Preservation Board rejects demolition proposal for historic business district

ST. LOUIS – Proposed plans to demolish a historic business district in south St. Louis were put on hold Monday.

Owner Jaymes Dearing of Watkins 7200 LLC. said that he wants to demolish some of the long-time buildings in the 7200 block of South Broadway and add new development.

Most of the buildings in the area date back to the 1870’s and many of them are still intact.

Dearing of Watkins purchased all of them four years ago with the intention of redeveloping and renovating them.

But he said that those plans took a different turn.

“Without the lenders coming through and other investors stepping up to help me with the project I couldn’t pull it off,” Dearing said, “and now four years later the block is deteriorated and development cost more.”

The city’s Director of Cultural Resources has denied Dearing’s request for a demolition permit, a decision Dearing has appealed. The Preservation Board reviewed that denial at its Tuesday meeting and rejected the idea as well.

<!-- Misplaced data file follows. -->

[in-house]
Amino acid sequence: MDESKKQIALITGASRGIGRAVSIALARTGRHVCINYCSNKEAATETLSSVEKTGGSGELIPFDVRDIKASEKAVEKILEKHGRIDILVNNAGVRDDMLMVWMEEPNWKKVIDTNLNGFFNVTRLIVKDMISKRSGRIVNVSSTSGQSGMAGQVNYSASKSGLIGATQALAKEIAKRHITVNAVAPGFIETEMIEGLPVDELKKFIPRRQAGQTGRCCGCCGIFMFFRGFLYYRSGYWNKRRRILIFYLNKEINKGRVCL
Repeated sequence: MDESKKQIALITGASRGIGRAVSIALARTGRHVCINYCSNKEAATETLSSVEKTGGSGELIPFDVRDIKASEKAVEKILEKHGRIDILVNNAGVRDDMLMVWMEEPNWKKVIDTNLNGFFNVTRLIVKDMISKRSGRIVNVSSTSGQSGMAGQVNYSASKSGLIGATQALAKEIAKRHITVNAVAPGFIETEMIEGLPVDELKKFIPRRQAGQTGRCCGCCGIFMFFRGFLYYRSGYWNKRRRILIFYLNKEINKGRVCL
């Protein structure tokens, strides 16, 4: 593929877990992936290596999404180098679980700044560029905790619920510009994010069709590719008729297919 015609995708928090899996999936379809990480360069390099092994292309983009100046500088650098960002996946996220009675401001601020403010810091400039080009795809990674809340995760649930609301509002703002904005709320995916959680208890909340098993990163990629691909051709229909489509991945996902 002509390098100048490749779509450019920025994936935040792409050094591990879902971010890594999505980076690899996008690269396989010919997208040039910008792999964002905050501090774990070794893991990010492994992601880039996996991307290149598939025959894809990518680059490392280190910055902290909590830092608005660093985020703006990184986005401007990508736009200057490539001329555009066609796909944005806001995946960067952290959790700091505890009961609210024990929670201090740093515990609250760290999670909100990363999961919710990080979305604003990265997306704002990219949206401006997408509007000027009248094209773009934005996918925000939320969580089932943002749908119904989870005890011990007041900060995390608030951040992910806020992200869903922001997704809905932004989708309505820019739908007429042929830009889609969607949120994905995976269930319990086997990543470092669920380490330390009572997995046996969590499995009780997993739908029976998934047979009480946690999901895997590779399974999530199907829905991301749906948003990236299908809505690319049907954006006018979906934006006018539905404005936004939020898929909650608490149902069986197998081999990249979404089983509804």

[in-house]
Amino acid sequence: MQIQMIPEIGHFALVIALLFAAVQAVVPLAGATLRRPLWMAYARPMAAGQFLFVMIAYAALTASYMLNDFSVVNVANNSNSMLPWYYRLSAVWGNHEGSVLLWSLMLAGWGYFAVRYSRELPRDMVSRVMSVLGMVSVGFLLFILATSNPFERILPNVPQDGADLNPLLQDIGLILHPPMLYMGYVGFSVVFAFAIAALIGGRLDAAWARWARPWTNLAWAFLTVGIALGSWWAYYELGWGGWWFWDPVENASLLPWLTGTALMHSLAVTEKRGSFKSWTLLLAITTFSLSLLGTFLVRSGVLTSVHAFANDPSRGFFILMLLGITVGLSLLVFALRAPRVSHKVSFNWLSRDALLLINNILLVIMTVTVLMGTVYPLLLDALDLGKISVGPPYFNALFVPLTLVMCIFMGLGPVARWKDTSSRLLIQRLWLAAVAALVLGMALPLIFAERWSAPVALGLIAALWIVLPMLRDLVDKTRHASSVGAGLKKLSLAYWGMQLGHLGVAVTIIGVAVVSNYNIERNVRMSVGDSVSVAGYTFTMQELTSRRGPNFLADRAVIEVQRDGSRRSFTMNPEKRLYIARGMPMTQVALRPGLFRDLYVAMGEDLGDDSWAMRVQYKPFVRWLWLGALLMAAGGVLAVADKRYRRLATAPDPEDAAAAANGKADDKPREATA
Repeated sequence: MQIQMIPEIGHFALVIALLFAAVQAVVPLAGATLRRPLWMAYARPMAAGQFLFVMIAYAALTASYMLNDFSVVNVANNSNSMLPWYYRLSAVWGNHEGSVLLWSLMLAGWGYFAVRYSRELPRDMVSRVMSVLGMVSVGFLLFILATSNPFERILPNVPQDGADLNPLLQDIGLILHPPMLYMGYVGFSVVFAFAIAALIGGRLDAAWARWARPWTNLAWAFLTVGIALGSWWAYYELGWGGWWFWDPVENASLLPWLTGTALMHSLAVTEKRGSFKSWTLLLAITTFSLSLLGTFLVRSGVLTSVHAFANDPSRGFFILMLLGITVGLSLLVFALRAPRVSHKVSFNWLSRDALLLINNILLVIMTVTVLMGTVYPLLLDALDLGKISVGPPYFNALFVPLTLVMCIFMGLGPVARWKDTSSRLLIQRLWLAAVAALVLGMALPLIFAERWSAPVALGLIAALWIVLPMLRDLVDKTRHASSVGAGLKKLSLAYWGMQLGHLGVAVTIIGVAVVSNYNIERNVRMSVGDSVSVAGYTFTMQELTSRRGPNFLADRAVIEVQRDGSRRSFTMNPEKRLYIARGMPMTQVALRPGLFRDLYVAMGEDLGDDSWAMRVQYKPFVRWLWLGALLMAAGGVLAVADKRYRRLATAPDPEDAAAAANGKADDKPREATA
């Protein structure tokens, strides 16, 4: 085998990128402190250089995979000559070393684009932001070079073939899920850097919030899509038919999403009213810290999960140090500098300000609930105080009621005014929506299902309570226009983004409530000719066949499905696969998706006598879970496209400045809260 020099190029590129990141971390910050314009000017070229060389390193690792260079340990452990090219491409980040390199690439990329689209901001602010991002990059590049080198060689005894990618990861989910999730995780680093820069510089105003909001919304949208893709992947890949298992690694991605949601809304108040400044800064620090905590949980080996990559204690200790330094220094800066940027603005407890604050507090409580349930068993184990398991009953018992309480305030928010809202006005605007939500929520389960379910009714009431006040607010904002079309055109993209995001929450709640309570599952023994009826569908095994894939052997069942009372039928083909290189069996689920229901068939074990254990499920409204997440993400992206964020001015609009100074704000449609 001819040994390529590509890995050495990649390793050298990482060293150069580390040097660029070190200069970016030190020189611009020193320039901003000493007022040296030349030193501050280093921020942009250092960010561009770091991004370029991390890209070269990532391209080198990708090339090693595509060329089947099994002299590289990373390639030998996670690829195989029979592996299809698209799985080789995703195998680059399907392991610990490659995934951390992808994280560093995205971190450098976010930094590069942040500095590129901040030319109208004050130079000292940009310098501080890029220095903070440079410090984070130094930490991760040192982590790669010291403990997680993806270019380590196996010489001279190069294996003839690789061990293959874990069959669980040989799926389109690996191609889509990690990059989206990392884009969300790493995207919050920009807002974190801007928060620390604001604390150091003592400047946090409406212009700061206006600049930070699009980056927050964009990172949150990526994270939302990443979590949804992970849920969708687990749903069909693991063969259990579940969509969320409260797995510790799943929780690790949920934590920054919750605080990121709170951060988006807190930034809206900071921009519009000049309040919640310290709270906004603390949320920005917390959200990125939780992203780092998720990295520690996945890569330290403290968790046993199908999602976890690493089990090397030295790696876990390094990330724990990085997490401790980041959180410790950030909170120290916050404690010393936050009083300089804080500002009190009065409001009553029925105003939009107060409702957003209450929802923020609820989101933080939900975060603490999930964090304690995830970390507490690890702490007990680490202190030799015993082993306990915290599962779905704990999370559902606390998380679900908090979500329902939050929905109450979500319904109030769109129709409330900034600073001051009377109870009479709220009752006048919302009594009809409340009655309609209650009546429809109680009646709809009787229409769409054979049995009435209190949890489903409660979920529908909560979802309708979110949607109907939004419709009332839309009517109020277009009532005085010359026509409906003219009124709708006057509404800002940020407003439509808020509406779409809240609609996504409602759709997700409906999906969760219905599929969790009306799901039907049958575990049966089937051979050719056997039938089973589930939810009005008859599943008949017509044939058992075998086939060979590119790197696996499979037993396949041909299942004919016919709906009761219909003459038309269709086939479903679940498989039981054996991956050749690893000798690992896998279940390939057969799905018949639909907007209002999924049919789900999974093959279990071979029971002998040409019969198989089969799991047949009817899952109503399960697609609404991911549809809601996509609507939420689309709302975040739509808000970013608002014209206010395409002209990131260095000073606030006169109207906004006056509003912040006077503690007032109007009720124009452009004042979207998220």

“This was one plan that was put forward that we thought we’d try and run with and the city and the board doesn’t like it.” Dearing said.

“I’m not done with it and I still own the property and I still have a big investment on South Broadway.”

Some people who live close to the business district opposed Dearing’s idea and spoke at the meeting.

“I don’t understand why we would tear down a block of historically significant buildings that have tremendous architectural potential for something that might not even happen,” said Nini Harris, “it’s a very disturbing scenario.”

Andrew Weil, executive director of Landmarks Association of St. Louis said, he is not convinced that if the buildings were to be torn down, something new and better would take place.

“Unfortunately for him (Dearing) tonight he didn’t present evidence that this was the case,” said Weil.

Weil went on to say that too many times demolitions happen in similar areas but hardly ever does new development follow.

“And that’s what has killed a lot of neighborhoods and lost a lot of buildings,” Weil said.

“People said, ‘We’re going to do something, with this,’ and then once the buildings are gone those plans disappear.”